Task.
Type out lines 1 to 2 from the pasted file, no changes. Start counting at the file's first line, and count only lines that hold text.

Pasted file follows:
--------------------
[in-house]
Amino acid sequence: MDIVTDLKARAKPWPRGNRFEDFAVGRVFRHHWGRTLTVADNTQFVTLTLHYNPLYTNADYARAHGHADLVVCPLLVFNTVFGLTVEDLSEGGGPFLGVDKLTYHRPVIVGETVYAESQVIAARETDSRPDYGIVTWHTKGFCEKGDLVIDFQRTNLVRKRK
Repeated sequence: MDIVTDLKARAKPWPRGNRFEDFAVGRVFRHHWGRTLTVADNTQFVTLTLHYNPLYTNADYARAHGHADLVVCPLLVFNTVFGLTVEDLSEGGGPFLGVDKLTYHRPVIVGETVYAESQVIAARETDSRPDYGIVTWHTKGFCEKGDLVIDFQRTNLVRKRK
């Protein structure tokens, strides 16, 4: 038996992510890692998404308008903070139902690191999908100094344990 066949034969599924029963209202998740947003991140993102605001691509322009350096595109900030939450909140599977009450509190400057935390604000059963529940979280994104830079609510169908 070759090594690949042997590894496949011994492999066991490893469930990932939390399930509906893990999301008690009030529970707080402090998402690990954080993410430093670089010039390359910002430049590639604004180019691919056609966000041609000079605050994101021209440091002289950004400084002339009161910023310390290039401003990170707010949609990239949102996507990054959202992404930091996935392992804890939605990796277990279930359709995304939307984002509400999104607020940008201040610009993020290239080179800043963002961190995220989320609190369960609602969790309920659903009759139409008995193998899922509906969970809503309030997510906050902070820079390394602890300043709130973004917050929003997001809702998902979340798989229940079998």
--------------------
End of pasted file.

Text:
[in-house]
Amino acid sequence: MDIVTDLKARAKPWPRGNRFEDFAVGRVFRHHWGRTLTVADNTQFVTLTLHYNPLYTNADYARAHGHADLVVCPLLVFNTVFGLTVEDLSEGGGPFLGVDKLTYHRPVIVGETVYAESQVIAARETDSRPDYGIVTWHTKGFCEKGDLVIDFQRTNLVRKRK